I highlight this success because the last few weeks have been a rollercoaster with the surprise stay of the Clean Power Plan and the loss of Justice Scalia – there is now more of a question mark on the policy than there was previously. Given the Administration is very confident the Clean Power Plan is ultimately going to be upheld, and there have been many positive statements from political leaders and leaders in the electric sector, I would not count it out yet.
Let’s say the Clean Power Plan is upheld and goes into effect without delay – the country still needs to do a lot more on climate change. We need to get more carbon emissions reductions. We need to do that to comply with the commitment we made in Paris, but even more fundamentally, we need to do it simply to avoid the worst impacts of climate change.
From the perspective of the Center for American Progress, we take the approach that we cannot pass on any viable proposal that would have the possibility of achieving substantial greenhouse gas emission reductions. As much as climate scientists now have a consensus that human pollution has contributed to climate change, there is also a consensus among economists that taxing carbon would be an efficient way of reducing greenhouse gas emissions, which is why we are happy to hear from today’s guests.
Over the last year or so, I have tried to advise the progressive community that we should be open-minded about a carbon tax. What we should care about is cutting the amount of carbon that enters the air, and if a carbon tax can achieve that, we ought to figure out how to engage in that conversation in a constructive way to yield results.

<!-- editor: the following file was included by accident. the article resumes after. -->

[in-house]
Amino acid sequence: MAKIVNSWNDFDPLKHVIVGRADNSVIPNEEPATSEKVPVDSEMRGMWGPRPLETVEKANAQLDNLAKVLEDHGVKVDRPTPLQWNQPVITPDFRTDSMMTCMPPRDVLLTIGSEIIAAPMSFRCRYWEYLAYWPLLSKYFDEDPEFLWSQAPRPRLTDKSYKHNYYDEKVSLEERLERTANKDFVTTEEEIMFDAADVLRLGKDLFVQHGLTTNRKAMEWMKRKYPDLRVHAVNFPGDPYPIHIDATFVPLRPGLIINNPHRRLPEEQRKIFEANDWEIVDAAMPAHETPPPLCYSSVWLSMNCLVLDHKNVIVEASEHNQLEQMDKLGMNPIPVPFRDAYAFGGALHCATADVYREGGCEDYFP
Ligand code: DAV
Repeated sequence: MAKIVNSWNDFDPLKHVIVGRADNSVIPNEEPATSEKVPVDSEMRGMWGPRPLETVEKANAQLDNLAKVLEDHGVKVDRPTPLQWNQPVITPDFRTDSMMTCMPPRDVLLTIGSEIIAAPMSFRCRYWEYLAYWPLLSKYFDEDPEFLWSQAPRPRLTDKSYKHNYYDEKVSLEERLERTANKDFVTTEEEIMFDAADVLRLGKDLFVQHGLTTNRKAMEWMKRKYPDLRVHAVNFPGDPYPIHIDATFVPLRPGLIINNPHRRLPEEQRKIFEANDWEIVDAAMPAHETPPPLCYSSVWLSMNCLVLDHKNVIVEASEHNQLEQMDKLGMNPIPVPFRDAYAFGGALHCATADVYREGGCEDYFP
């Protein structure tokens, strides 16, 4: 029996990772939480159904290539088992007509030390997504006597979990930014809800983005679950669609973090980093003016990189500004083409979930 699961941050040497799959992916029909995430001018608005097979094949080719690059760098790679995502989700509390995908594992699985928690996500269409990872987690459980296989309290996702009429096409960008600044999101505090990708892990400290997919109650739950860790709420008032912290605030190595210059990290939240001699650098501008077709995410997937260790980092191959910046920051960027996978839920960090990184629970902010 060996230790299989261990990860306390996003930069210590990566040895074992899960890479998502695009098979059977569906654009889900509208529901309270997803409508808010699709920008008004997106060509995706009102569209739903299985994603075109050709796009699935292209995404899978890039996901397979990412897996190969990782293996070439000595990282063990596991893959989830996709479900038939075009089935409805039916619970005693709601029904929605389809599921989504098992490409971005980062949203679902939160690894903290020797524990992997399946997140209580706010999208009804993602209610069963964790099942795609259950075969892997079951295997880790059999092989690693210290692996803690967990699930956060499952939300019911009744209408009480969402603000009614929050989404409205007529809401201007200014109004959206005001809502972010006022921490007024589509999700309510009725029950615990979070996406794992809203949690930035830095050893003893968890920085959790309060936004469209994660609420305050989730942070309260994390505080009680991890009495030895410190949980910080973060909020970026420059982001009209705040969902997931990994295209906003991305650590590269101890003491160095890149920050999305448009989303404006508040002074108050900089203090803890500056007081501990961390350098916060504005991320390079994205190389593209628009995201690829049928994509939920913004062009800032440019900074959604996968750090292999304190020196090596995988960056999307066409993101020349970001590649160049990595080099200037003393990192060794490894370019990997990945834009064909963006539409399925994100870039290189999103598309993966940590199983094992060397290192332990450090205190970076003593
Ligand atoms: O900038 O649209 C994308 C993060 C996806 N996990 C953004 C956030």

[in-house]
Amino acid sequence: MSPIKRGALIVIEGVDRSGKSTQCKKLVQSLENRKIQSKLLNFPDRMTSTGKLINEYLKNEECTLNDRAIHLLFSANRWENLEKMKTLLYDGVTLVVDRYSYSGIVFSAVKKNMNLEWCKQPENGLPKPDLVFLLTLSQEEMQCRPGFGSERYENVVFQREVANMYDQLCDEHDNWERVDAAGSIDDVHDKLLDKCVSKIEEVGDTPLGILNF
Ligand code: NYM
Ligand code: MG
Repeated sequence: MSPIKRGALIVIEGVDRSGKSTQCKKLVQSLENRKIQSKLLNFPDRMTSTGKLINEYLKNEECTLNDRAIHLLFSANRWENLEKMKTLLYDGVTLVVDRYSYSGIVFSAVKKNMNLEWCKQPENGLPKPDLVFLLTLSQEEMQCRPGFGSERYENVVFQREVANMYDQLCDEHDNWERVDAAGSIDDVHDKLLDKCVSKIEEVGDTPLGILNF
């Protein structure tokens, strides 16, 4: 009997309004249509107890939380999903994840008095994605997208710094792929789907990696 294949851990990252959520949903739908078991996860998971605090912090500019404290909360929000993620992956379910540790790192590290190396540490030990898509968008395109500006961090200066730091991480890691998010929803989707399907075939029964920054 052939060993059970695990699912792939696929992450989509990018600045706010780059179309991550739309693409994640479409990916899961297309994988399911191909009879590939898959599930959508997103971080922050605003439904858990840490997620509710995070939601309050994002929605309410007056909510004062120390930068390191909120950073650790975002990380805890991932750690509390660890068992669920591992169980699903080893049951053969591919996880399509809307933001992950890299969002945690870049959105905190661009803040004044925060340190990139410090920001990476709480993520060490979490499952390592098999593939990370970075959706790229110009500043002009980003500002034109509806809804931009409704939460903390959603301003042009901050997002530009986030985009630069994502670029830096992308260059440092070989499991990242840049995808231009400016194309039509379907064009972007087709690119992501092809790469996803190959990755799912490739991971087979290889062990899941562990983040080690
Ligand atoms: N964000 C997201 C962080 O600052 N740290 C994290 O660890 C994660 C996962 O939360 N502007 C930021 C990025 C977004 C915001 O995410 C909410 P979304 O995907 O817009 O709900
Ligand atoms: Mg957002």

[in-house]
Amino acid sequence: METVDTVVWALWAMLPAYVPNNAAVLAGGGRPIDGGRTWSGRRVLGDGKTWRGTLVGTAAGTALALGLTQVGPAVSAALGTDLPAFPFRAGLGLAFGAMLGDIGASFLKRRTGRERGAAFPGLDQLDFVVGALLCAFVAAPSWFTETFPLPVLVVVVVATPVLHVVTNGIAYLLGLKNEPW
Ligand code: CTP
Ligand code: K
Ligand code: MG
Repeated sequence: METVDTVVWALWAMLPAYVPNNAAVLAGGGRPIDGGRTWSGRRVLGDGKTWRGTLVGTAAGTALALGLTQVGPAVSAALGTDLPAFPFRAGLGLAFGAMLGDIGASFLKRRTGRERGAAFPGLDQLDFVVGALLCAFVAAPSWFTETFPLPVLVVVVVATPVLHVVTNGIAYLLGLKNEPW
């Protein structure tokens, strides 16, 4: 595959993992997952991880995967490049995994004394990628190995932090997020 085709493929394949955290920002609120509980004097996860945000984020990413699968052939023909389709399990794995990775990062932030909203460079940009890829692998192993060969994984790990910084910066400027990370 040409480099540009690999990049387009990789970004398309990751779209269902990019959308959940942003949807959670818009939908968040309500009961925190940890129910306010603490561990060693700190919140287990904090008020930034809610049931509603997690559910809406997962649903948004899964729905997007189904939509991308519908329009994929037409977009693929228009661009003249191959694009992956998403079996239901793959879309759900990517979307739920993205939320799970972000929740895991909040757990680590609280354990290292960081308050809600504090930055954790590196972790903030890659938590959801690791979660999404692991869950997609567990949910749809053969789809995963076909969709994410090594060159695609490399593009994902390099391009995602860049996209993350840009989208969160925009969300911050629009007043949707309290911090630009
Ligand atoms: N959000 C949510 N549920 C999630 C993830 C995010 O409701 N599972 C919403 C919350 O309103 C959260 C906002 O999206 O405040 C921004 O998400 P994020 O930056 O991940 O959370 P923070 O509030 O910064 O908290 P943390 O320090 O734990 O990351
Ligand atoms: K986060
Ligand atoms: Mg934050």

In 2014 we put out a report called The Middle-Class Squeeze, which examined data from 2000 to 2012 and found that median incomes had dropped by 8% during that time frame. During the same time, the price of rents increased 7%; the cost of medical care increased 21%; the cost of childcare increased 24%; and the cost of higher education increased 62%. We can come up with policies to protect the low-income folks, but we need to think about the middle class, too.
I know in the carbon pricing dialogue there are some environmental groups that raised concerns focusing on the trade-off between cap-and-trade and carbon pricing. With cap-and-trade you have a guaranteed environmental result, and with a carbon tax you have a guaranteed price.
How do we ensure we are going to get the environmental result that we want with a tax? That is a conversation many around this table have already started to engage in. Labor has also asked the question: Will a policy change like this create opportunities to address our deficit in investment in the nation’s infrastructure? These are all important questions, and I hope people can be constructive and find ways to bridge any ideological gaps and solve this important problem.
REID DETCHON: Thank you, Greg. Adele, if you would like to say a few words, then we will move over to Eric.
ADELE MORRIS (Brookings Institution)
Greg and I have a number of points of agreement. I am really glad to hear his messages about encouraging the progressive community to be open-minded about taxing carbon. I am probably less optimistic than Greg about the prospects for tax credits and other subsidies and mandates, and the future of the Clean Power Plan to substantially reduce U.S. greenhouse gas emissions relative to what is happening otherwise.